Let $f \in \mathbb{R}\left[x\right]$ be a polynomial with real coefficients in one variable $x$ of degree $n > 0$. Assume that $f$ has $n$ real roots (counted with multiplicities).

Let $a \in \mathbb{R}$ be such that the derivative $f'$ of $f$ can be written as $f'\left(x\right) = \left(x-a\right)^2 g\left(x\right)$ for some polynomial $g$. (In other words, $a$ is a double root of $f'$.)

Prove that $f\left(a\right) = 0$ (that is, $a$ is a root of $f$).

I've seen this stated as an exercise with $n = 2016$, but clearly this must be a general fact.

This is not a purely algebraic problem; if we replaced $\mathbb{R}$ by $\mathbb{C}$, then it would become false (for a counterexample, try $n = 3$, $f = x^3 + 2$ and $a = 3$).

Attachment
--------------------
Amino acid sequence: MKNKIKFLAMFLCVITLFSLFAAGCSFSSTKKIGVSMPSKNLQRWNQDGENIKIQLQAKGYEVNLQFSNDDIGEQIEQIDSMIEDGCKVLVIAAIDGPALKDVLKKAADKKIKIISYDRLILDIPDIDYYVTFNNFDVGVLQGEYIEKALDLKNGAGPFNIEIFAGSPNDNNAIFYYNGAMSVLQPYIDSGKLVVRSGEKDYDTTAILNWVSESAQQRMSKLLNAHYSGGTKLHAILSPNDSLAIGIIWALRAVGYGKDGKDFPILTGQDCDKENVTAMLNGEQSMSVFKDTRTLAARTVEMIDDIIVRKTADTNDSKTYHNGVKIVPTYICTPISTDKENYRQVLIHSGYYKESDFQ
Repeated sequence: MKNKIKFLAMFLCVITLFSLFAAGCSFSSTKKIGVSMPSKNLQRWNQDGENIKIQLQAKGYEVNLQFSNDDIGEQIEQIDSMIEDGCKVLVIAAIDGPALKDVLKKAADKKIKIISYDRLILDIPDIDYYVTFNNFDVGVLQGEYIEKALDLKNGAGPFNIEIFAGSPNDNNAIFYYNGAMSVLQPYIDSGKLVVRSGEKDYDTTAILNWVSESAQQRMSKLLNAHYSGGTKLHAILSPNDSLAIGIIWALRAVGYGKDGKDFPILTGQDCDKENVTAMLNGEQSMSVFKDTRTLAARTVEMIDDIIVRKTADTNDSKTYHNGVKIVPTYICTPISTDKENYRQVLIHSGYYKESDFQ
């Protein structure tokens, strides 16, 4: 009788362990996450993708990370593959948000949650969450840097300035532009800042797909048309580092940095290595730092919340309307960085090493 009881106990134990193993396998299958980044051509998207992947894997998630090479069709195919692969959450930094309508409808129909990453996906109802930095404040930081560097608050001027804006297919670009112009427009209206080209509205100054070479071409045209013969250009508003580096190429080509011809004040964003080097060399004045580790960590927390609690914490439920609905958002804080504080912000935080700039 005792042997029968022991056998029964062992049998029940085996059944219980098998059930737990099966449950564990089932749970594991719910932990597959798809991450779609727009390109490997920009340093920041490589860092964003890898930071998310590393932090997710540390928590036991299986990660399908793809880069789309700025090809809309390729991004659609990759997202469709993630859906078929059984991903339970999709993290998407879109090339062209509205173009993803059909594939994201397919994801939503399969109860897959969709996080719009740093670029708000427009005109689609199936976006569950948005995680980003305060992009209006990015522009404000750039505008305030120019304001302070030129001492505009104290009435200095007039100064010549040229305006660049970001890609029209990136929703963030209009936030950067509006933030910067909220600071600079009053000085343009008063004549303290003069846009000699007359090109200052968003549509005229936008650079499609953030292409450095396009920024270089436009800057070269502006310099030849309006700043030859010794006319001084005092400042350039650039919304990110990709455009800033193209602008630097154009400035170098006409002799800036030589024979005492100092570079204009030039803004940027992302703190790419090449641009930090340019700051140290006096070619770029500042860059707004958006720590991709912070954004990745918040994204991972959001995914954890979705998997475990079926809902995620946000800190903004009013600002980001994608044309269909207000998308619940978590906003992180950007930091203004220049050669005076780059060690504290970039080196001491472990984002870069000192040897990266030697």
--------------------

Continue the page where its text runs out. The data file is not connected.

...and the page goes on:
• $\begingroup$ Wait! This is impossible as we know nothing of the zeroth coefficient of $f$. $f(x)$ and $f(x) + c$ will have to same derivative. So if $f(a) = 0$ then $f(a) + c = c$ and we have no way of determining which. $\endgroup$ – fleablood Feb 14 at 2:48

Write $f$ in the form $$f(x)=\prod_{j=1}^r(x-b_j)^{m_j}$$ with exponents $m_j\geq1$ and $b_1<b_2<\ldots< b_r$. Then $$\sum_{j=1}^r m_j =n\ ,$$ and $$f'(x)=\prod_{j=1}^r (x-b_j)^{m_j-1} \>g(x)$$ for some polynomial $g$. According to Rolle's theorem the derivative $f'$ has at least one zero in each open interval $\ ]b_{j-1},b_j[\ $. These $r-1$ zeros have to be zeros of $g$. Since $g$ has degree $${\rm deg}(g)=(n-1)-\sum_{j=1}^r (m_j-1)=r-1$$ these enforced zeros have to be simple. Now we are told that $f'$ has a zero $a$ of order $\geq2$. It follows that this zero has to be one of the $b_j$ given at the outset, hence $f(a)=0$.

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